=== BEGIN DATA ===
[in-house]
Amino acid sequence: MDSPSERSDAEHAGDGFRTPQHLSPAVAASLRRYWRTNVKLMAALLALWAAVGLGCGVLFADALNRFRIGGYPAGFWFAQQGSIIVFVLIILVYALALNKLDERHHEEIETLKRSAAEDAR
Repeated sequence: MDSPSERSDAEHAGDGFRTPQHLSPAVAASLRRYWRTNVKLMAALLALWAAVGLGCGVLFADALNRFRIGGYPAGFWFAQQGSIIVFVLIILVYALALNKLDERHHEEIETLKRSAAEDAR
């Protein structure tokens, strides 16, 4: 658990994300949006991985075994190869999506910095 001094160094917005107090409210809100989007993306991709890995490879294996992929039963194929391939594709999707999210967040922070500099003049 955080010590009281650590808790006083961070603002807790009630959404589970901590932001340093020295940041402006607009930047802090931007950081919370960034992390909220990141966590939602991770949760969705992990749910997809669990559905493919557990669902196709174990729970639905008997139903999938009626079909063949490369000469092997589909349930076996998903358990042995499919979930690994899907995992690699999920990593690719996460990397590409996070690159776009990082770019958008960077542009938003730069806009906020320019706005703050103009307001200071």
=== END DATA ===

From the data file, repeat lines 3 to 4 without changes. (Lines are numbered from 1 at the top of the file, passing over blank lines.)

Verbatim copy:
Repeated sequence: MDSPSERSDAEHAGDGFRTPQHLSPAVAASLRRYWRTNVKLMAALLALWAAVGLGCGVLFADALNRFRIGGYPAGFWFAQQGSIIVFVLIILVYALALNKLDERHHEEIETLKRSAAEDAR
């Protein structure tokens, strides 16, 4: 658990994300949006991985075994190869999506910095 001094160094917005107090409210809100989007993306991709890995490879294996992929039963194929391939594709999707999210967040922070500099003049 955080010590009281650590808790006083961070603002807790009630959404589970901590932001340093020295940041402006607009930047802090931007950081919370960034992390909220990141966590939602991770949760969705992990749910997809669990559905493919557990669902196709174990729970639905008997139903999938009626079909063949490369000469092997589909349930076996998903358990042995499919979930690994899907995992690699999920990593690719996460990397590409996070690159776009990082770019958008960077542009938003730069806009906020320019706005703050103009307001200071």